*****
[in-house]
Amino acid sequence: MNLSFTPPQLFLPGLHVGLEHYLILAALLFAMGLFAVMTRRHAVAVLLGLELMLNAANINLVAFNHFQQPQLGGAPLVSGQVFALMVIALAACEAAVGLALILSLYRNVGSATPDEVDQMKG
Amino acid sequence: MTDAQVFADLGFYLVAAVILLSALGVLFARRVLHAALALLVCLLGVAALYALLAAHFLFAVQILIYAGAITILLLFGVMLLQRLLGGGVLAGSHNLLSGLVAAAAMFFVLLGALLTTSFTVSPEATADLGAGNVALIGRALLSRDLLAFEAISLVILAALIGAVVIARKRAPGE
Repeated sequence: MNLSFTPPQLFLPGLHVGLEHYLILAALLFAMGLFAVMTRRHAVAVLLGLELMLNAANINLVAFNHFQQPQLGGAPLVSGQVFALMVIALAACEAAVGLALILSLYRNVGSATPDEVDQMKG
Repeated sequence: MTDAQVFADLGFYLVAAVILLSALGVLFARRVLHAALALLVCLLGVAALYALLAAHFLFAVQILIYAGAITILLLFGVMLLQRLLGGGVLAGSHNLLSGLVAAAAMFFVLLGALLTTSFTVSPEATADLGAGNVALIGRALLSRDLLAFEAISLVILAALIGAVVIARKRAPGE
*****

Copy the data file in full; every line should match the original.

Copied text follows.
[in-house]
Amino acid sequence: MNLSFTPPQLFLPGLHVGLEHYLILAALLFAMGLFAVMTRRHAVAVLLGLELMLNAANINLVAFNHFQQPQLGGAPLVSGQVFALMVIALAACEAAVGLALILSLYRNVGSATPDEVDQMKG
Amino acid sequence: MTDAQVFADLGFYLVAAVILLSALGVLFARRVLHAALALLVCLLGVAALYALLAAHFLFAVQILIYAGAITILLLFGVMLLQRLLGGGVLAGSHNLLSGLVAAAAMFFVLLGALLTTSFTVSPEATADLGAGNVALIGRALLSRDLLAFEAISLVILAALIGAVVIARKRAPGE
Repeated sequence: MNLSFTPPQLFLPGLHVGLEHYLILAALLFAMGLFAVMTRRHAVAVLLGLELMLNAANINLVAFNHFQQPQLGGAPLVSGQVFALMVIALAACEAAVGLALILSLYRNVGSATPDEVDQMKG
Repeated sequence: MTDAQVFADLGFYLVAAVILLSALGVLFARRVLHAALALLVCLLGVAALYALLAAHFLFAVQILIYAGAITILLLFGVMLLQRLLGGGVLAGSHNLLSGLVAAAAMFFVLLGALLTTSFTVSPEATADLGAGNVALIGRALLSRDLLAFEAISLVILAALIGAVVIARKRAPGE